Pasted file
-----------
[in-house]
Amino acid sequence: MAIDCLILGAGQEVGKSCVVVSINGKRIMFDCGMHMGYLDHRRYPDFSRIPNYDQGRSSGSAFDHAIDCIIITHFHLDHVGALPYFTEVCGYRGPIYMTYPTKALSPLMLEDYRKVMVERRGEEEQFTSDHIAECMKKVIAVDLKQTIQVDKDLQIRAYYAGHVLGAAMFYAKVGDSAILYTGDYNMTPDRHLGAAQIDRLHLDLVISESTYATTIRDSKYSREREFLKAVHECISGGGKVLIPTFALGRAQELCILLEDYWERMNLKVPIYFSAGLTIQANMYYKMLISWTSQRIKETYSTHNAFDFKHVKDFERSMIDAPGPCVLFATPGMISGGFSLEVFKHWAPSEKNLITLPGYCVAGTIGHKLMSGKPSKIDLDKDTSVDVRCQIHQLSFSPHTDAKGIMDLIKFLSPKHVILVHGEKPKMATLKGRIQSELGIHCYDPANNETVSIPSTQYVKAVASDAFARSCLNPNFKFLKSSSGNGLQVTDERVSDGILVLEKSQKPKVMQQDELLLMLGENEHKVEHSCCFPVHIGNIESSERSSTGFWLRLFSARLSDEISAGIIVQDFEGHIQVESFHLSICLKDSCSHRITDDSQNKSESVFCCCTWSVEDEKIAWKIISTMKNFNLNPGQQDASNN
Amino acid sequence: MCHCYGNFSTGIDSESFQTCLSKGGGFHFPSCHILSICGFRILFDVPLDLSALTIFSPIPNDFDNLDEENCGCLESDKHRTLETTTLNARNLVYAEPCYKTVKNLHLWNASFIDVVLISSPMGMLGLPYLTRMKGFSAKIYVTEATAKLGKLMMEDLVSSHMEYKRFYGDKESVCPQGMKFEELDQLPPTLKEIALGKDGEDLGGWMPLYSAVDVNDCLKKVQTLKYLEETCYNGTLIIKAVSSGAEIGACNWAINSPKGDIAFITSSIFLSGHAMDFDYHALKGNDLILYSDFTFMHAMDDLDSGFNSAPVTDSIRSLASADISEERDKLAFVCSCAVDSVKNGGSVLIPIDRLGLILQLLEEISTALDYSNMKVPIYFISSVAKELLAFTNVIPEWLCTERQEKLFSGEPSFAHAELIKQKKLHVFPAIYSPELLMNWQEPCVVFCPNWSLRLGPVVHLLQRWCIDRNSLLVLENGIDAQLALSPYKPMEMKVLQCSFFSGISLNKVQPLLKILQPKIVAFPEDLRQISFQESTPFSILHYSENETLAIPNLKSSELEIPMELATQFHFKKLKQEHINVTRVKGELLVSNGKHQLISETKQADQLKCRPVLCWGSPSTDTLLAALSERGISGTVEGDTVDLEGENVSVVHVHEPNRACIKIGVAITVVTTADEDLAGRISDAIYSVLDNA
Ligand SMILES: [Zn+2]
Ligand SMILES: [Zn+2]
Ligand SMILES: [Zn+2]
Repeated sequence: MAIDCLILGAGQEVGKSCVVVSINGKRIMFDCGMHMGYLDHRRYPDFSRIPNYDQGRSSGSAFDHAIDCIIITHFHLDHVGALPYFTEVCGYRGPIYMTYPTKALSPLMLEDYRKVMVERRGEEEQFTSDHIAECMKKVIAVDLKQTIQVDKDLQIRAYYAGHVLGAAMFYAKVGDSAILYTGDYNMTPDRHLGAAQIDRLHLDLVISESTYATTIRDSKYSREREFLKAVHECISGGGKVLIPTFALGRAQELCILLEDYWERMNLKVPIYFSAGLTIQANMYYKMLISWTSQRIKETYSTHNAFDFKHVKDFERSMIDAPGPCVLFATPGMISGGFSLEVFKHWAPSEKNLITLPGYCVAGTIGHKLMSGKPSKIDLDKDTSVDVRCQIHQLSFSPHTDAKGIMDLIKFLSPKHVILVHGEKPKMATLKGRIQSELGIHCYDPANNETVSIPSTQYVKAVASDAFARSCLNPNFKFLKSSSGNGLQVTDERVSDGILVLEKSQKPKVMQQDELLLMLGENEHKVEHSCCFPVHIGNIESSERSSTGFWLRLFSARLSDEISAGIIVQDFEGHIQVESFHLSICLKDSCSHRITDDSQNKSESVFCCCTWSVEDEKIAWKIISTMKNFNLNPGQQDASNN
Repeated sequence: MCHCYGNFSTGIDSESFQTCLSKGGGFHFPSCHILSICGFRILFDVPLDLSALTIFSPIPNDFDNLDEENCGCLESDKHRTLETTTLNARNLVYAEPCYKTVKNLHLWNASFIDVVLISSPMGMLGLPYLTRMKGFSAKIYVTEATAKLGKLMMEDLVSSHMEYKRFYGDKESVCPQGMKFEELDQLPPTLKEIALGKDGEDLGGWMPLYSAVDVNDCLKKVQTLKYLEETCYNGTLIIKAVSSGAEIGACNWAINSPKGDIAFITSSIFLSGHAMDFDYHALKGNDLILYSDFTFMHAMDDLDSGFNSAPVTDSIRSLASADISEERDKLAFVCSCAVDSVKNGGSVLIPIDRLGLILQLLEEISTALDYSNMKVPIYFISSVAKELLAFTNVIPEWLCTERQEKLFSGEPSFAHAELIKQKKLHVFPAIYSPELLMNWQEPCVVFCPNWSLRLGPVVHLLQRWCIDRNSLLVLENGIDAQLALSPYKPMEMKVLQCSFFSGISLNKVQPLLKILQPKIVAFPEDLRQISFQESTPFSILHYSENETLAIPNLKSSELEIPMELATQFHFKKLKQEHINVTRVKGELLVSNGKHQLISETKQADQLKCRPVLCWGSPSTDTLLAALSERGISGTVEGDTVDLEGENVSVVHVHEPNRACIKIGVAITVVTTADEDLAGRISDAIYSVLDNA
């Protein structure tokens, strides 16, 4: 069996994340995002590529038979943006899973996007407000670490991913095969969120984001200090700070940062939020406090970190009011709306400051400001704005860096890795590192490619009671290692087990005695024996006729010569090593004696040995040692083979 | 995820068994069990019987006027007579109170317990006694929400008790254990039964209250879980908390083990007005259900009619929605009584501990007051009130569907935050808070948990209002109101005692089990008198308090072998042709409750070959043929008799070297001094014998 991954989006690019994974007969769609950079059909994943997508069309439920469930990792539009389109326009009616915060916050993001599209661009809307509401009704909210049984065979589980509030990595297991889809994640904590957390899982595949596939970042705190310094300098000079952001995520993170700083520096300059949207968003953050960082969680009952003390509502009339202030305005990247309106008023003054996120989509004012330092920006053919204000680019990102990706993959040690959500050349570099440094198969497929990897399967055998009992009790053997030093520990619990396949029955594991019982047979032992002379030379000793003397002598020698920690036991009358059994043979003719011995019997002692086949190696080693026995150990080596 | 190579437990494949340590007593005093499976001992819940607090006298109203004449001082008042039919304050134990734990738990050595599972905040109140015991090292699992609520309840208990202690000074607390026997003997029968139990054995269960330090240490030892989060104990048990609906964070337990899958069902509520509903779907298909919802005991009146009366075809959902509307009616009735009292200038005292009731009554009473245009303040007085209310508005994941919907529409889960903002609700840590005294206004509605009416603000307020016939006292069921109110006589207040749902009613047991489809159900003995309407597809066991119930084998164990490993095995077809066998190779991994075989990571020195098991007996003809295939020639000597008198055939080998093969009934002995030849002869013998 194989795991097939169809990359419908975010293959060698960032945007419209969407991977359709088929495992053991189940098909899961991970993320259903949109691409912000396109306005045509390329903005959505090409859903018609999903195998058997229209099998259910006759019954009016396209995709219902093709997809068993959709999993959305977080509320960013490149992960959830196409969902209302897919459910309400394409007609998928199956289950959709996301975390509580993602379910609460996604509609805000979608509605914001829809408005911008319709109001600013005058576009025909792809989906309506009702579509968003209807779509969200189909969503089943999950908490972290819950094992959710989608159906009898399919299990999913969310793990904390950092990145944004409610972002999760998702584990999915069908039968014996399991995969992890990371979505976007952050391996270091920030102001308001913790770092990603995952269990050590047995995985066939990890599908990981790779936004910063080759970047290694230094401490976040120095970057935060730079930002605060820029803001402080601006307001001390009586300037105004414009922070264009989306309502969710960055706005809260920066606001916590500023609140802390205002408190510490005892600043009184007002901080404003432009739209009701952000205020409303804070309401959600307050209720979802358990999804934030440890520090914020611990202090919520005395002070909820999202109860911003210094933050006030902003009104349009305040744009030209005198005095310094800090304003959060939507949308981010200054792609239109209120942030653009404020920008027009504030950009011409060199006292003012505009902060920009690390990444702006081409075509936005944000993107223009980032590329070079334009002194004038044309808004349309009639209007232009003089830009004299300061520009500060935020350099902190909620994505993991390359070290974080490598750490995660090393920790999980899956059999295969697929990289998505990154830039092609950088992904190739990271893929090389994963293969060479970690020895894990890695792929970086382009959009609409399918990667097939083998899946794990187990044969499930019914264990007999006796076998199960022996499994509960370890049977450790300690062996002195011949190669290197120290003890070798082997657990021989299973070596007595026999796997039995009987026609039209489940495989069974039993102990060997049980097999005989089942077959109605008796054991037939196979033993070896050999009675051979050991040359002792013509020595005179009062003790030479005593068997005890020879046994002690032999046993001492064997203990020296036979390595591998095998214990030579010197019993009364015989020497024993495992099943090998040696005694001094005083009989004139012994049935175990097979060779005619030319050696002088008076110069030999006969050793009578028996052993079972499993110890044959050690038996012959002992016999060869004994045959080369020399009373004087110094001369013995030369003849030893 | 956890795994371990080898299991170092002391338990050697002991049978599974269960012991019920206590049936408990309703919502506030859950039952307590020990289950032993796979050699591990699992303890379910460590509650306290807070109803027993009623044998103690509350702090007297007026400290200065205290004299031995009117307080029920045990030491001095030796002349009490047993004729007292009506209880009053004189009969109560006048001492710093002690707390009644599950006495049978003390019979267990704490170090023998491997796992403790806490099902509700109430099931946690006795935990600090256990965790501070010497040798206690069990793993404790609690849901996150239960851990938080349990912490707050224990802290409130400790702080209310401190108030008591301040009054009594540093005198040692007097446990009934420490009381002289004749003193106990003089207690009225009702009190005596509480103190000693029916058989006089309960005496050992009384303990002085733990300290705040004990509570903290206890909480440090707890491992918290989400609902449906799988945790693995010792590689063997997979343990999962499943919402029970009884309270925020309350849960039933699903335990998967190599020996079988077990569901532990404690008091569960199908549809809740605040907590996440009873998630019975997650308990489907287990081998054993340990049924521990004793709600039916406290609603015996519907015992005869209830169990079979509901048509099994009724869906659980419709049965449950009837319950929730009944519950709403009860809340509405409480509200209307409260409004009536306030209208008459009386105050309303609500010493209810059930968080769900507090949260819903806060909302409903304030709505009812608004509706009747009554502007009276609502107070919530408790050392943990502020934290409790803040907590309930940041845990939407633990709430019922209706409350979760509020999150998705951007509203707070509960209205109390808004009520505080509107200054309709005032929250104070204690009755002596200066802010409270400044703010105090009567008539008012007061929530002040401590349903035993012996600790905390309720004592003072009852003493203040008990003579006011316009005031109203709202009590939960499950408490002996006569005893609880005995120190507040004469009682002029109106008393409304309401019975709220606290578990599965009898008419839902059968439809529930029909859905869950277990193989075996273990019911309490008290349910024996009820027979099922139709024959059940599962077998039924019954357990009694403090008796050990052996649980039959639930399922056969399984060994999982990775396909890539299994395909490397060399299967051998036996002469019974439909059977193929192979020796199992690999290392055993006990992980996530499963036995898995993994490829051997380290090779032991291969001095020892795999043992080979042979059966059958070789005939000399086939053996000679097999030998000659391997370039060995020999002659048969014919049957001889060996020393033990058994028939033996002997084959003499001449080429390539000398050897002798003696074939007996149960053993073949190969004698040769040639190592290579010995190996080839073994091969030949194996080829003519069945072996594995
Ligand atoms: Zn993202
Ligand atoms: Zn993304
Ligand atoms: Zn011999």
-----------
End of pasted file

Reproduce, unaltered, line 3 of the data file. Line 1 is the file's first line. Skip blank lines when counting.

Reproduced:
Amino acid sequence: MCHCYGNFSTGIDSESFQTCLSKGGGFHFPSCHILSICGFRILFDVPLDLSALTIFSPIPNDFDNLDEENCGCLESDKHRTLETTTLNARNLVYAEPCYKTVKNLHLWNASFIDVVLISSPMGMLGLPYLTRMKGFSAKIYVTEATAKLGKLMMEDLVSSHMEYKRFYGDKESVCPQGMKFEELDQLPPTLKEIALGKDGEDLGGWMPLYSAVDVNDCLKKVQTLKYLEETCYNGTLIIKAVSSGAEIGACNWAINSPKGDIAFITSSIFLSGHAMDFDYHALKGNDLILYSDFTFMHAMDDLDSGFNSAPVTDSIRSLASADISEERDKLAFVCSCAVDSVKNGGSVLIPIDRLGLILQLLEEISTALDYSNMKVPIYFISSVAKELLAFTNVIPEWLCTERQEKLFSGEPSFAHAELIKQKKLHVFPAIYSPELLMNWQEPCVVFCPNWSLRLGPVVHLLQRWCIDRNSLLVLENGIDAQLALSPYKPMEMKVLQCSFFSGISLNKVQPLLKILQPKIVAFPEDLRQISFQESTPFSILHYSENETLAIPNLKSSELEIPMELATQFHFKKLKQEHINVTRVKGELLVSNGKHQLISETKQADQLKCRPVLCWGSPSTDTLLAALSERGISGTVEGDTVDLEGENVSVVHVHEPNRACIKIGVAITVVTTADEDLAGRISDAIYSVLDNA